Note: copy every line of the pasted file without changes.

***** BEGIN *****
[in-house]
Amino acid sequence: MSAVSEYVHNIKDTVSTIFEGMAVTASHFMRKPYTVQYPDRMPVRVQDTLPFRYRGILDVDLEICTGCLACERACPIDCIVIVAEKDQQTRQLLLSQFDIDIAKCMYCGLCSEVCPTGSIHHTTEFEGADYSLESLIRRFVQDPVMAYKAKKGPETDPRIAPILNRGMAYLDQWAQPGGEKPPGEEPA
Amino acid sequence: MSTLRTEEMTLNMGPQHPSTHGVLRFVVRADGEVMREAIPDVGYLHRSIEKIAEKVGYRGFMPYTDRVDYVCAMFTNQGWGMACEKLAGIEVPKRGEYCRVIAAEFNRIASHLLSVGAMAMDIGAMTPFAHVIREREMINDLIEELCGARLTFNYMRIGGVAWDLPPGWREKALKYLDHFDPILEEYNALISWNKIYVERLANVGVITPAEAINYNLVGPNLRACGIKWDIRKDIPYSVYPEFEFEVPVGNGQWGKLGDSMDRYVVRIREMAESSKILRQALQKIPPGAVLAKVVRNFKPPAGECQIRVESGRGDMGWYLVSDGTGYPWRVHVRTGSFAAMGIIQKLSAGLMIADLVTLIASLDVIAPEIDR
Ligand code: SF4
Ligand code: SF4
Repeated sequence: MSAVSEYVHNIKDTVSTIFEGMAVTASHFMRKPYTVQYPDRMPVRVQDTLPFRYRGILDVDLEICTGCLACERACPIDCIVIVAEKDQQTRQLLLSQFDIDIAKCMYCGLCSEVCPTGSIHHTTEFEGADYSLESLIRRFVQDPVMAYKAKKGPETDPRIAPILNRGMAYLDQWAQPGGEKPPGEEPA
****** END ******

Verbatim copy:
[in-house]
Amino acid sequence: MSAVSEYVHNIKDTVSTIFEGMAVTASHFMRKPYTVQYPDRMPVRVQDTLPFRYRGILDVDLEICTGCLACERACPIDCIVIVAEKDQQTRQLLLSQFDIDIAKCMYCGLCSEVCPTGSIHHTTEFEGADYSLESLIRRFVQDPVMAYKAKKGPETDPRIAPILNRGMAYLDQWAQPGGEKPPGEEPA
Amino acid sequence: MSTLRTEEMTLNMGPQHPSTHGVLRFVVRADGEVMREAIPDVGYLHRSIEKIAEKVGYRGFMPYTDRVDYVCAMFTNQGWGMACEKLAGIEVPKRGEYCRVIAAEFNRIASHLLSVGAMAMDIGAMTPFAHVIREREMINDLIEELCGARLTFNYMRIGGVAWDLPPGWREKALKYLDHFDPILEEYNALISWNKIYVERLANVGVITPAEAINYNLVGPNLRACGIKWDIRKDIPYSVYPEFEFEVPVGNGQWGKLGDSMDRYVVRIREMAESSKILRQALQKIPPGAVLAKVVRNFKPPAGECQIRVESGRGDMGWYLVSDGTGYPWRVHVRTGSFAAMGIIQKLSAGLMIADLVTLIASLDVIAPEIDR
Ligand code: SF4
Ligand code: SF4
Repeated sequence: MSAVSEYVHNIKDTVSTIFEGMAVTASHFMRKPYTVQYPDRMPVRVQDTLPFRYRGILDVDLEICTGCLACERACPIDCIVIVAEKDQQTRQLLLSQFDIDIAKCMYCGLCSEVCPTGSIHHTTEFEGADYSLESLIRRFVQDPVMAYKAKKGPETDPRIAPILNRGMAYLDQWAQPGGEKPPGEEPA